We recently covered The effect of digital content and new technology on the entertainment and media industries is:
a) a devastating body blow;
b) a profit-spewing bonanza or
c) the creation of a promising market in its infancy.
The answer is all three, depending on whether you are talking about the beleaguered music industry, the fortunate movie industry or the cable business's hopes for digital cable. The implications of cheap storage and cheap bandwidth shall make timeshifting as a well pronounced mechanism in the digital lifestyle world. TV-watching habits are poised to change in a big way. Advances in technology providing reliable and economical data storage accelarate the transformation - cheap and ditributed data centers getting into peta- and exabyte levels of storage isn't farfetched. As kantor writes, Inexpensive storage also means more-secure storage, as data can be mirrored in several locations; if one site is "lost," the others take up the slack.
Kantor adds, "Many broadband providers (typically cable companies) are offering 4 and 5 Mbps connections as their low-tier products. Backbones are being upgraded in response to the greater bandwidth to homes and businesses. Fiber-optic lines are being laid, WiMAX towers are being built, and other broadband data paths are being contemplated. And that has extraordinary implications for Blockbuster, for DVD players, and for television networks and advertisers. Cable TV companies like Time Warner, Cox, and Comcast have a lot of data on their hands, and it's not on reels of celluloid in a basement - a lot of it is on hard drives. That means it's in a form that's easy to deliver to users over those nice, big data pipes".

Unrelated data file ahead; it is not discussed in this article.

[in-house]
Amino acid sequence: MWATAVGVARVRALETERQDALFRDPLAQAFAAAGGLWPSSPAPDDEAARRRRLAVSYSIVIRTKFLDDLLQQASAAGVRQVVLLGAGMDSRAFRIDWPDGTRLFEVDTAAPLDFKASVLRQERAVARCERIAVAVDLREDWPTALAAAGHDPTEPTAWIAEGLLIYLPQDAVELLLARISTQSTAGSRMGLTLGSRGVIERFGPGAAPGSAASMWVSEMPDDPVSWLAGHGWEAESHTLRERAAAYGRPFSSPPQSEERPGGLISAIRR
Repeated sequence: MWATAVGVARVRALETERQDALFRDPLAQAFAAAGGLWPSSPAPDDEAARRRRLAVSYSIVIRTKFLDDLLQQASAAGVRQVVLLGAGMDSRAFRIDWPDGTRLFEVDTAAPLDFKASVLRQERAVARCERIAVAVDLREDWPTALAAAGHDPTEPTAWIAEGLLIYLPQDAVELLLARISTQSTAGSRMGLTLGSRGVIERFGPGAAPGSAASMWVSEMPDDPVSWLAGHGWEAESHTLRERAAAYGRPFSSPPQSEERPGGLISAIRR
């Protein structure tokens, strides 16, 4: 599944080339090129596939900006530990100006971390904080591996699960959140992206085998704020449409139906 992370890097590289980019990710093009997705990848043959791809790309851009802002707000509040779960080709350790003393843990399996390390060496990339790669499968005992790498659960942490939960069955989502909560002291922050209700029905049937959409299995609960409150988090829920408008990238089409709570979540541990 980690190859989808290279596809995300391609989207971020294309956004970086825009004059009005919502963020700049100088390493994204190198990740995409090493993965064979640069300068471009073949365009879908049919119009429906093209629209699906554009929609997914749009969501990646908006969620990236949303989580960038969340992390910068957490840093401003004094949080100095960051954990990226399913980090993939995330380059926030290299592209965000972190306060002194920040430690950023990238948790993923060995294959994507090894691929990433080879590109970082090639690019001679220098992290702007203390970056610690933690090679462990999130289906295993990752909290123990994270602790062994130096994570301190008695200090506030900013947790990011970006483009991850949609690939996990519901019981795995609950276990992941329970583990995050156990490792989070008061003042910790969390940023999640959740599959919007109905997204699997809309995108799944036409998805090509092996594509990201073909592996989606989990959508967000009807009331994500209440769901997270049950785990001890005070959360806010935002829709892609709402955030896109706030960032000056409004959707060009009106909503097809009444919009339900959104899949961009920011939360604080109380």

Pay-per-view movies and the limited video on demand we see now are just the tip of the looming iceberg. The shift is already underway from a television that shows what they want to one that shows what you want.In future, more and more movies will make it to video-on-demand libraries as cable and media companies start storing every movie and television show ever made on those massive, distributed hard drives. Television, too, will change,as the cable company shall act as the library. The idea of a network's schedule will fade away as people access their favorite shows when they want to via TiVo or more commonly, their cable or satellite provider's database. Looking way far ahead, it can be imagined that the decline of the television network in favor of the studios that actually create the shows. looking way far ahead. The digitalization of content is giving us a lot more flexibility than could have been dreamt.